Today, Samsung’s lead counsel, David Catterns QC, conceded that Samsung could ‘live without’ the ‘selective rejection’ feature covered by Apple’s patent no. 2008258177.
This leaves only two patents to form the basis for a possible injunction: the ‘heuristics’ patent no. 2007286532, relating to algorithms for ‘correcting’ finger gestures, and the ‘touch screen’ patent, no. 2005246219, which relates to manufacturing techniques. Samsung has argued today that it does not infringe these patents.
FULL TRIAL, OR SETTLEMENT?Whatever the decision on the preliminary injunction, the case will then proceed to a full trial (unless Apple and Samsung reach some alternative settlement in the meantime). In addition to Apple’s claims of infringement against Samsung, the Korean company has countered that Apple’s patent claims are invalid, and also that Apple infringes a number of Samsung patents.
Although Justice Bennett has urged the parties to proceed expeditiously, and lawyers for Apple have suggested during the preliminary hearing that they would be ready to proceed with the main hearing as soon as next week, the validity and infringement issues are complex and are likely to require substantial expert evidence to resolve. Neither party has yet prepared and filed the type and extent of evidence that will be necessary to support their respective cases, and Apple’s assertions of readiness are almost certainly bluff and bluster.
The greater burden in this respect probably lies currently with Samsung, since establishing invalidity of a patent is generally a more evidence-intensive process. Unsurprisingly, therefore, Samsung is resisting any attempts to bring forward further hearings, as Apple would certainly expect that they would.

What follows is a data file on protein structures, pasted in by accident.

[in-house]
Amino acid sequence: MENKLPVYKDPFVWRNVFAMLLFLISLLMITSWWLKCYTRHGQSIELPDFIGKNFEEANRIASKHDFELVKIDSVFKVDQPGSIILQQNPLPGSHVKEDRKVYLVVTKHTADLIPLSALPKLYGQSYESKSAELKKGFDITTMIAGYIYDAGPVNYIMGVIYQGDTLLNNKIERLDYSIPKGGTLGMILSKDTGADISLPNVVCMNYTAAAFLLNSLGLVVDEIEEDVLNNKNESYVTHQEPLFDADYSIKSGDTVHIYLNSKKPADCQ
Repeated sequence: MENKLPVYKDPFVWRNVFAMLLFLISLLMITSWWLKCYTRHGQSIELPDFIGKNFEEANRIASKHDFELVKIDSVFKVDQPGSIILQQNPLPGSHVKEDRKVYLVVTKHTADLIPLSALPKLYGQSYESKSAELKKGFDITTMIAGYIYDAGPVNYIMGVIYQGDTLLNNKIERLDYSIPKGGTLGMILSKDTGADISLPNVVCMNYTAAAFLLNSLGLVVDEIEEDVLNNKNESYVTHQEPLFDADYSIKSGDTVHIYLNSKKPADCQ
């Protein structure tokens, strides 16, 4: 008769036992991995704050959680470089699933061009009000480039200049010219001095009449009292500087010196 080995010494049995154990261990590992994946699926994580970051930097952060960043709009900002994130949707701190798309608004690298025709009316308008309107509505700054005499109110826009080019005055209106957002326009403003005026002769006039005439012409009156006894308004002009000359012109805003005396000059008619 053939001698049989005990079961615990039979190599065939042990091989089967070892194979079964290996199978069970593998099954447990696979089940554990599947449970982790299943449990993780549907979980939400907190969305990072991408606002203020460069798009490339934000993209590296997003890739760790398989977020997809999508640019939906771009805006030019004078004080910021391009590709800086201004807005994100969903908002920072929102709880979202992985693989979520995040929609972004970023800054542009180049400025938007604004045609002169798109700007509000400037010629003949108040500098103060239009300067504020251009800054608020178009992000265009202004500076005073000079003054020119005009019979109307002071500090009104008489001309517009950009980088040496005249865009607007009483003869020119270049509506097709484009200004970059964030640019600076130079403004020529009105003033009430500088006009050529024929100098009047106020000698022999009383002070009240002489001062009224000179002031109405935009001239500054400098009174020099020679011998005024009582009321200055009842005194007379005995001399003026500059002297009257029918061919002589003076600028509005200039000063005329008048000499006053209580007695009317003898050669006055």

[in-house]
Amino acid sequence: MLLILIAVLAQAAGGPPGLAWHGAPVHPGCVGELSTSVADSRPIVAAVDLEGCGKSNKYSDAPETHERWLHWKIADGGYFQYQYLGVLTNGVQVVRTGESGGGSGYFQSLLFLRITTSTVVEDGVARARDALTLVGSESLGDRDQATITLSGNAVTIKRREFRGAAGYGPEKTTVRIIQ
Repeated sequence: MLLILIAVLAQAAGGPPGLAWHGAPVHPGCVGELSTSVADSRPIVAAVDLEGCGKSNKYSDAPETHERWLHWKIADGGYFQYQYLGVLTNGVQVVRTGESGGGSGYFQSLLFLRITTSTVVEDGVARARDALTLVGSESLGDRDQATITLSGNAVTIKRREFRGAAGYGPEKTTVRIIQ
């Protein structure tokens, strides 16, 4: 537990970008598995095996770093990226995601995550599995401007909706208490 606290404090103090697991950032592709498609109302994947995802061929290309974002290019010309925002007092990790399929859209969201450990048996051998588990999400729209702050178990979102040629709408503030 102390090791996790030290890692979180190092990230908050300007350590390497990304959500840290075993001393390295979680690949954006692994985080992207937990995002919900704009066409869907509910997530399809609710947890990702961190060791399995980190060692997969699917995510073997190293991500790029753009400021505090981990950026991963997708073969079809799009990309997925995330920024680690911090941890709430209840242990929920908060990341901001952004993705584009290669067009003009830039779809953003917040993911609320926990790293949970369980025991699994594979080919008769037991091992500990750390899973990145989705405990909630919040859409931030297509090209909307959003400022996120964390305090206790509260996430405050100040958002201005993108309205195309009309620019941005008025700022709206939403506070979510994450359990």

As we have indicated before, we would find it very surprising if a case involving the infringement and validity of numerous patents could be resolved in less than a year. The idea that the parties could be back in court as soon as next week is ludicrous. Nonetheless, Justice Bennett today indicated that if she were looking at only one product, and only three patents, it would not be infeasible to proceed with hearings by November. This would seem, however, to presuppose that Apple will drop its reliance upon the other patents raised in its original claim, and not pursued at the interlocutory stage, and that infringement is the only issue at trial. It is difficult to see how all of the evidence relating to the validity issues could be adduced prior to hearings as soon as November.
At the interlocutory stage, it serves Apple’s purposes to show willingness to proceed rapidly. The court may be more ready to grant a preliminary injunction if a final resolution of the matter is likely to be reached within a shorter, rather than longer, time frame. Samsung’s position is more difficult. On one hand, it would want to establish that the matter cannot be resolved quickly, to reduce the prospects of the injunction being granted. On the other hand, it would go against Samsung if Justice Bennett were to form the impression that it was looking to delay proceedings for this reason. At this stage, it appears that Samsung’s compromise position is that it may be ready to proceed with further hearings in early 2012.
It is quite possible that, once the court has ruled on the preliminary injunctions, one or both parties may change their tune in relation to the timetable.
It was also revealed in the court today that discussions seeking a global resolution have been proceeding between Apple and Samsung since July 2010. Unfortunately, when Apple’s Richard Lutton was called to give oral evidence regarding the negotiations, observers (including the media) were required to leave the courtroom due to confidentiality considerations. Clearly, however, progress has been slow, but in our opinion, the probability remains high that Apple and Samsung will settle their differences on a worldwide basis before a final ruling is made in the Australian proceedings.
The hearing will continue at 2.15pm tomorrow (Friday, 30 September 2011) in court no. 1, level 21, of the Federal Court in Sydney.